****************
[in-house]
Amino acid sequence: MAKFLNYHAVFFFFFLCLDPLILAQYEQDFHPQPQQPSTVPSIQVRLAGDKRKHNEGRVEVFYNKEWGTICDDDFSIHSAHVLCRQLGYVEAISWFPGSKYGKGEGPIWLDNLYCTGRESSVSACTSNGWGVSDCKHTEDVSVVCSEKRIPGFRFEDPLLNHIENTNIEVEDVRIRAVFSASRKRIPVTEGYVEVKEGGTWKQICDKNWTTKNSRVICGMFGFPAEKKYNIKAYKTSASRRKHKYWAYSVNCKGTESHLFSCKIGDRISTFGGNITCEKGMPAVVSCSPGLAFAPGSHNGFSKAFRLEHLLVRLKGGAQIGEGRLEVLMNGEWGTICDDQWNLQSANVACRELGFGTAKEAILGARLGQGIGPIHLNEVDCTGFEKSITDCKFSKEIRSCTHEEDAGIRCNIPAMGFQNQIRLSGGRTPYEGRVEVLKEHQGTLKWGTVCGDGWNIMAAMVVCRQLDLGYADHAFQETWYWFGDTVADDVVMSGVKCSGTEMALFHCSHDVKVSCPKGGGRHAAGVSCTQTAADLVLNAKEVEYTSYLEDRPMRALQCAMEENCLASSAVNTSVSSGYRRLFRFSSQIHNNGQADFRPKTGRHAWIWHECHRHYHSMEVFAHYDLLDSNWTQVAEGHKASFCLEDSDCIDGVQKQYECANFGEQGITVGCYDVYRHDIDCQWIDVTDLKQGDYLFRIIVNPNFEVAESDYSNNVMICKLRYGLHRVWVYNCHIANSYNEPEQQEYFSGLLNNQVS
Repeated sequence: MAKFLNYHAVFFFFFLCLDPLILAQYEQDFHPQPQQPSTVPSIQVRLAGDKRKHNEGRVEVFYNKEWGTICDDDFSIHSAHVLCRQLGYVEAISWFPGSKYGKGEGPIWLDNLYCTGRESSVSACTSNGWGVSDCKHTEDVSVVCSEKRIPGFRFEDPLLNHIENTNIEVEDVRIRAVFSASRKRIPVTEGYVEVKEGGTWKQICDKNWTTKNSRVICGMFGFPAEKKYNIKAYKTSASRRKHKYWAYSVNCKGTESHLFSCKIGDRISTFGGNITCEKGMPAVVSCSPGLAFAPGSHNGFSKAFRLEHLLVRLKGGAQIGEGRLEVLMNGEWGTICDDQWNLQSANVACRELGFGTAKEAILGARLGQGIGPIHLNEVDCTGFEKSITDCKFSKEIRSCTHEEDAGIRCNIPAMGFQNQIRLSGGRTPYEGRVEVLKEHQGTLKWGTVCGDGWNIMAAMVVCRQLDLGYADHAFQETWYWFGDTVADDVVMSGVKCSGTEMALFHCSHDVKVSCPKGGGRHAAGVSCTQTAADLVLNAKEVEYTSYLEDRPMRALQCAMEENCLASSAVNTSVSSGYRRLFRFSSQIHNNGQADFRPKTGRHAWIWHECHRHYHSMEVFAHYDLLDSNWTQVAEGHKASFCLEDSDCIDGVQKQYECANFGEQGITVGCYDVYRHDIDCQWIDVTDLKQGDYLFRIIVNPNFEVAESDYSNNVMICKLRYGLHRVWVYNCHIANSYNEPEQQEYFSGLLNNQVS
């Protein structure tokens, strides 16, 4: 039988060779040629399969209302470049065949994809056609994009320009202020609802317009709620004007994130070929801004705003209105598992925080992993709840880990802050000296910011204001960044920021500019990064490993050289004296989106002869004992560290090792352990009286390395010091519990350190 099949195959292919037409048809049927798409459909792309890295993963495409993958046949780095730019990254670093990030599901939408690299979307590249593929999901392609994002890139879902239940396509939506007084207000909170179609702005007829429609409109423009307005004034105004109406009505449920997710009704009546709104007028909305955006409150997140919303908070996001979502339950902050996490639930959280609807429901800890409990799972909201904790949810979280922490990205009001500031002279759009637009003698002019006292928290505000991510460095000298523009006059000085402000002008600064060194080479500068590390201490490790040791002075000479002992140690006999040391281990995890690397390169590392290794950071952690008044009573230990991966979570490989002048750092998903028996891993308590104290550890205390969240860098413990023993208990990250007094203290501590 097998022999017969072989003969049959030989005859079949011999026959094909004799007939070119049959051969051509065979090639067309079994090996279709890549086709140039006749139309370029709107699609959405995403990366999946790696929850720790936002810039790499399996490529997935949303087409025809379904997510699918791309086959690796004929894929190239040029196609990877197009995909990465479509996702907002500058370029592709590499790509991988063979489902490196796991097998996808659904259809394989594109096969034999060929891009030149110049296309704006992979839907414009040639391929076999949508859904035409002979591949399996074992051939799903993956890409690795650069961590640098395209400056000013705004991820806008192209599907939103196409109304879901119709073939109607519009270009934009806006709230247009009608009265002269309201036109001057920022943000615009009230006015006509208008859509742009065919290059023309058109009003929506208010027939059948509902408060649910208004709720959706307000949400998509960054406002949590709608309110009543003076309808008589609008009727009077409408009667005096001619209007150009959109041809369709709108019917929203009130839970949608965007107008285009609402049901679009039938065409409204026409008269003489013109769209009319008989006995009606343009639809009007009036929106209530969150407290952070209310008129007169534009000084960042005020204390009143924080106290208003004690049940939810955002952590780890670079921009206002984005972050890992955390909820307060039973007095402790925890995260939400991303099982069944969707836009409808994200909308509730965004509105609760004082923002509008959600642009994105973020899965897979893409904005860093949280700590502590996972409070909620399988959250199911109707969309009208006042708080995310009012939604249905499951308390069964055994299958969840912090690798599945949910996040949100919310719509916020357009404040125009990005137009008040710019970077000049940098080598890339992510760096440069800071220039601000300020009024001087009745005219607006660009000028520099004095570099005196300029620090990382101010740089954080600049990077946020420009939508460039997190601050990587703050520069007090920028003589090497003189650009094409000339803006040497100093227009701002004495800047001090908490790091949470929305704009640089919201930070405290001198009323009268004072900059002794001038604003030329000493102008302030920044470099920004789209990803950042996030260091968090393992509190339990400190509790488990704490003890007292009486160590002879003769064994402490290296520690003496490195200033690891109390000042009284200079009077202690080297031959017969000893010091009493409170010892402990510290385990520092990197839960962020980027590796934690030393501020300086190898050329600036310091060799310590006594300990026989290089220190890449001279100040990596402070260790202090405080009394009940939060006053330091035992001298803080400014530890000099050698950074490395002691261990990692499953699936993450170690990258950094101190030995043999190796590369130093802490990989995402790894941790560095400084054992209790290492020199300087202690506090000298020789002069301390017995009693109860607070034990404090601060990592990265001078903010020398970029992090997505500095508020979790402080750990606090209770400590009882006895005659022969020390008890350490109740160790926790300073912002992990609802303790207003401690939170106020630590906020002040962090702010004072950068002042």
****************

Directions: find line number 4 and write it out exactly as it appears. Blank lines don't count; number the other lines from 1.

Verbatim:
């Protein structure tokens, strides 16, 4: 039988060779040629399969209302470049065949994809056609994009320009202020609802317009709620004007994130070929801004705003209105598992925080992993709840880990802050000296910011204001960044920021500019990064490993050289004296989106002869004992560290090792352990009286390395010091519990350190 099949195959292919037409048809049927798409459909792309890295993963495409993958046949780095730019990254670093990030599901939408690299979307590249593929999901392609994002890139879902239940396509939506007084207000909170179609702005007829429609409109423009307005004034105004109406009505449920997710009704009546709104007028909305955006409150997140919303908070996001979502339950902050996490639930959280609807429901800890409990799972909201904790949810979280922490990205009001500031002279759009637009003698002019006292928290505000991510460095000298523009006059000085402000002008600064060194080479500068590390201490490790040791002075000479002992140690006999040391281990995890690397390169590392290794950071952690008044009573230990991966979570490989002048750092998903028996891993308590104290550890205390969240860098413990023993208990990250007094203290501590 097998022999017969072989003969049959030989005859079949011999026959094909004799007939070119049959051969051509065979090639067309079994090996279709890549086709140039006749139309370029709107699609959405995403990366999946790696929850720790936002810039790499399996490529997935949303087409025809379904997510699918791309086959690796004929894929190239040029196609990877197009995909990465479509996702907002500058370029592709590499790509991988063979489902490196796991097998996808659904259809394989594109096969034999060929891009030149110049296309704006992979839907414009040639391929076999949508859904035409002979591949399996074992051939799903993956890409690795650069961590640098395209400056000013705004991820806008192209599907939103196409109304879901119709073939109607519009270009934009806006709230247009009608009265002269309201036109001057920022943000615009009230006015006509208008859509742009065919290059023309058109009003929506208010027939059948509902408060649910208004709720959706307000949400998509960054406002949590709608309110009543003076309808008589609008009727009077409408009667005096001619209007150009959109041809369709709108019917929203009130839970949608965007107008285009609402049901679009039938065409409204026409008269003489013109769209009319008989006995009606343009639809009007009036929106209530969150407290952070209310008129007169534009000084960042005020204390009143924080106290208003004690049940939810955002952590780890670079921009206002984005972050890992955390909820307060039973007095402790925890995260939400991303099982069944969707836009409808994200909308509730965004509105609760004082923002509008959600642009994105973020899965897979893409904005860093949280700590502590996972409070909620399988959250199911109707969309009208006042708080995310009012939604249905499951308390069964055994299958969840912090690798599945949910996040949100919310719509916020357009404040125009990005137009008040710019970077000049940098080598890339992510760096440069800071220039601000300020009024001087009745005219607006660009000028520099004095570099005196300029620090990382101010740089954080600049990077946020420009939508460039997190601050990587703050520069007090920028003589090497003189650009094409000339803006040497100093227009701002004495800047001090908490790091949470929305704009640089919201930070405290001198009323009268004072900059002794001038604003030329000493102008302030920044470099920004789209990803950042996030260091968090393992509190339990400190509790488990704490003890007292009486160590002879003769064994402490290296520690003496490195200033690891109390000042009284200079009077202690080297031959017969000893010091009493409170010892402990510290385990520092990197839960962020980027590796934690030393501020300086190898050329600036310091060799310590006594300990026989290089220190890449001279100040990596402070260790202090405080009394009940939060006053330091035992001298803080400014530890000099050698950074490395002691261990990692499953699936993450170690990258950094101190030995043999190796590369130093802490990989995402790894941790560095400084054992209790290492020199300087202690506090000298020789002069301390017995009693109860607070034990404090601060990592990265001078903010020398970029992090997505500095508020979790402080750990606090209770400590009882006895005659022969020390008890350490109740160790926790300073912002992990609802303790207003401690939170106020630590906020002040962090702010004072950068002042």